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Gravity Calculation Question

  1. Jul 19, 2005 #1
    I am trying to figure out why F=mg corresponds to question number two below.

    First lets assume a object with mass 70kg and then calcutate the force of gravity in two different scenarios:

    Determine the force of gravitational attraction between the earth (m = 5.98 x 1024 kg) and a 70-kg physics student if the student is standing at sea level, a distance of 6.37 x 106 m from earth's center.

    Crunching the numbers yields 688.1 N

    #2

    Determine the force of gravitational attraction between the earth (m = 5.98 x 1024 kg) and a 70-kg physics student if the student is in an airplane at 40000 feet above earth's surface. This would place the student a distance of 6.38 x 106 m from earth's center.

    This yields: 686 Newtons at a distance of 40,000 feet.

    Now use the 2nd law

    F=mg (70kg)(9.8m/s^2) equals 686 N

    Why is the 2nd Law calculation the same as the calculation at 40,000 feet?

    I realize that this is a very small difference (less than 1%) between the two
    numbers.

    Thanks
     
    Last edited: Jul 19, 2005
  2. jcsd
  3. Jul 19, 2005 #2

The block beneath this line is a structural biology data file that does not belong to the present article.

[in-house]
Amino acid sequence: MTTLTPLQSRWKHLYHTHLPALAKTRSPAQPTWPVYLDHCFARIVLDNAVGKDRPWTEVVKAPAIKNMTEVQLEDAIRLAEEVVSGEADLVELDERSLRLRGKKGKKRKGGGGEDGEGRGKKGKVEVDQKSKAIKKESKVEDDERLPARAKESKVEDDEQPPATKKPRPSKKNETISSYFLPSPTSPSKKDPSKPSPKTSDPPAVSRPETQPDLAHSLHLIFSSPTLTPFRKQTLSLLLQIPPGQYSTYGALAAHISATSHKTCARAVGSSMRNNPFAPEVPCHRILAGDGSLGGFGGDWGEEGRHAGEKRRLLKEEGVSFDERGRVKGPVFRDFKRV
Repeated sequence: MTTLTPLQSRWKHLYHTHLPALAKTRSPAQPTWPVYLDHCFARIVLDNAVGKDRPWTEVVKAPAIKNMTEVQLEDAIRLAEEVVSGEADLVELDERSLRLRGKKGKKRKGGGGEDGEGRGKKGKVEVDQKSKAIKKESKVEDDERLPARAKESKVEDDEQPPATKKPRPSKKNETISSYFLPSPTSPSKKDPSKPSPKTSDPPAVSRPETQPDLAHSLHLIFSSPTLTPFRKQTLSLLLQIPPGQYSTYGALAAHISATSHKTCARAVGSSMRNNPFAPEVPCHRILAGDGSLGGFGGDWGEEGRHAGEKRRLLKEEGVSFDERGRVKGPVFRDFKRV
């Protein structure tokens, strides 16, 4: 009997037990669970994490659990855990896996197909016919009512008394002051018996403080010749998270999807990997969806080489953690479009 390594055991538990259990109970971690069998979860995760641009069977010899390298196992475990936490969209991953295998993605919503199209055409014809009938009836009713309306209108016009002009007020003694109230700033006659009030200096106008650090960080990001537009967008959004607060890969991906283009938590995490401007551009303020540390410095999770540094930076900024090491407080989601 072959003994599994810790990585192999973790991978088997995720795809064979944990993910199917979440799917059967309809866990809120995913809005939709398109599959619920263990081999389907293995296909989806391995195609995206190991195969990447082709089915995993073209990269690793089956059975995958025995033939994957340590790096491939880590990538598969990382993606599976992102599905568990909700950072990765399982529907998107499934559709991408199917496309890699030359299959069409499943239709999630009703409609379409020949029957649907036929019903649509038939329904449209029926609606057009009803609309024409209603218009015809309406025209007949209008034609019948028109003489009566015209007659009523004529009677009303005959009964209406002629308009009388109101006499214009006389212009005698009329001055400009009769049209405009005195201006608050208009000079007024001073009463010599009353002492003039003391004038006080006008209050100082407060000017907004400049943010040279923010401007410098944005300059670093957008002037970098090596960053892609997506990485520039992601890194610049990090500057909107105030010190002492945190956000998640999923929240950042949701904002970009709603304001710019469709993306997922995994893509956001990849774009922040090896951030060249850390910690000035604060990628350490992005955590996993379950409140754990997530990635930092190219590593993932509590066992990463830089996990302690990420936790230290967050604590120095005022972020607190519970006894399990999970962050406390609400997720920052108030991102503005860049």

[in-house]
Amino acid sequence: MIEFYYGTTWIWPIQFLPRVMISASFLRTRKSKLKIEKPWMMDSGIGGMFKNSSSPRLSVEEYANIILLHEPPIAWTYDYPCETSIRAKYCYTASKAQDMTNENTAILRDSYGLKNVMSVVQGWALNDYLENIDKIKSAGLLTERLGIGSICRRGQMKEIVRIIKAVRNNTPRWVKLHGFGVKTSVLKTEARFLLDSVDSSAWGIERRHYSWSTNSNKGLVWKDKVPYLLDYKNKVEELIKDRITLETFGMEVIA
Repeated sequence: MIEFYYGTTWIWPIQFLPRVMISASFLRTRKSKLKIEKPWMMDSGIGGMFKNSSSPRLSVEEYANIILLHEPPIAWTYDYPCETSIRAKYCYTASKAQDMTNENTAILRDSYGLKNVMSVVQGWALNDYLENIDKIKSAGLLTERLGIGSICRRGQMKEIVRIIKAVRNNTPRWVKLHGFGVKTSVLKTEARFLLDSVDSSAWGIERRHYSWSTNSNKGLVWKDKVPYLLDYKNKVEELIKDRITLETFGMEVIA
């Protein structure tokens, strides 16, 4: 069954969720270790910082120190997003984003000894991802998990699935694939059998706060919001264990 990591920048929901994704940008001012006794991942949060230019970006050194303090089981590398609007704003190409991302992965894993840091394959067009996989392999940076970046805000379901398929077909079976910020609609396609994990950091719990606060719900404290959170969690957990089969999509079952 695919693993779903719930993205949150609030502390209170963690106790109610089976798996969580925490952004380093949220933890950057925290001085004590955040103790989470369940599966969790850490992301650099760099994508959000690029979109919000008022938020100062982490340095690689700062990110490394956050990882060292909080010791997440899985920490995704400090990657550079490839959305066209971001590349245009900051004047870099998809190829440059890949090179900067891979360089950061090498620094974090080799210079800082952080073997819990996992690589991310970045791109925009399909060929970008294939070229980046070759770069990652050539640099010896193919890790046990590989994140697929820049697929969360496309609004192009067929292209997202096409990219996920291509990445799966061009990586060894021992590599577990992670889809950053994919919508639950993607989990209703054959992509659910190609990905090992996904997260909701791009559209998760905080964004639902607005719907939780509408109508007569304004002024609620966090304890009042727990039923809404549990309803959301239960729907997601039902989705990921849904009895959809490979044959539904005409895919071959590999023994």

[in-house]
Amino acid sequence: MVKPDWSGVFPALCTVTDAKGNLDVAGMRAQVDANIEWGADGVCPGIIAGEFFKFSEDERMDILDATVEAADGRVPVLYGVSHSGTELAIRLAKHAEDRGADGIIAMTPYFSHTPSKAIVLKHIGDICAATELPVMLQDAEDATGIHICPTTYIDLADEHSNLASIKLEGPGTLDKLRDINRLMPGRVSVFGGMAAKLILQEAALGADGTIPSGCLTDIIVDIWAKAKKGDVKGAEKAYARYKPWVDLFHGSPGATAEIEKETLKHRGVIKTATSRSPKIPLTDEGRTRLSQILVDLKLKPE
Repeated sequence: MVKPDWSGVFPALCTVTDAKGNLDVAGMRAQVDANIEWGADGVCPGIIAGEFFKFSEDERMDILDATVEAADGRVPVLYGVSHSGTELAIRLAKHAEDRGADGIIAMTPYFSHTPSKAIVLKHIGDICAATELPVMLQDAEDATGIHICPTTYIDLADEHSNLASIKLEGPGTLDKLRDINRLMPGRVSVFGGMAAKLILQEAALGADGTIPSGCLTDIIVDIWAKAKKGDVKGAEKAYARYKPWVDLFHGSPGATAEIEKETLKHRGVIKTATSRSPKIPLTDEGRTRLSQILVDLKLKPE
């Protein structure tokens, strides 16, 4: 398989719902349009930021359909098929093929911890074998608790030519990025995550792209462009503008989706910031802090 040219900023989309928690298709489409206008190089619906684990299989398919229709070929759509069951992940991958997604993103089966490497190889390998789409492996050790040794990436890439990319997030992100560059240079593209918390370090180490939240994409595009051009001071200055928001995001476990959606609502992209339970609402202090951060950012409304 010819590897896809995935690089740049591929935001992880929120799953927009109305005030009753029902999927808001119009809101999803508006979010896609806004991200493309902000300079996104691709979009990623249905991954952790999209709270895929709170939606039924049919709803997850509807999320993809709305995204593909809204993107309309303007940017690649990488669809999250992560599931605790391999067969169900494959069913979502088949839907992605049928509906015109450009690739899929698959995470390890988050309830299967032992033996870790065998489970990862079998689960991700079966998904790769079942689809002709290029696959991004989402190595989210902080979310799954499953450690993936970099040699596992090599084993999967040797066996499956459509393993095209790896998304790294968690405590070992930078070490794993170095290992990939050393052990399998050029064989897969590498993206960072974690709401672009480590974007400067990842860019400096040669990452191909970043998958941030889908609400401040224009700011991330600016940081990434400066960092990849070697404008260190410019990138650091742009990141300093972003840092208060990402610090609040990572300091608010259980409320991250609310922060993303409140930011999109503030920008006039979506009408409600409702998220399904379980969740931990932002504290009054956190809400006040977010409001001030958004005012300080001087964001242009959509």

The 2nd law is the same in all inertial coordinate frames.
    You can try using F=G*m*M/(r^2) (F=mg is approx. formula near the earth's surface). Is there a noticable difference?
     
  4. Jul 19, 2005 #3
    g changes with distance
     
  5. Jul 19, 2005 #4
    I know but what I am saying is that the force of gravity in #2 above (40,000) feet above the earth is closer to f=mg than example one at sea level.

    It would seem that the sea level calculation would be closer to f=mg.
     
  6. Jul 19, 2005 #5

    krab

    User Avatar
    Science Advisor

    The acceleration of gravity is not an absolute constant. It would be constant if the earth's density was spherically symmetric and if the earth were accurately a sphere and if there was not centrifugal component (earth not spinning). None of these 3 are true. In fact the variation in g is 1/2% from pole to equator at sea level. So though your 1/3% discrepancy can be accounted for by an elevation change, it can also be accounted for by a latitude change.
     
  7. Jul 20, 2005 #6
    g is the acceleration experienced at the surface of the earth. That's how it's defined.
     
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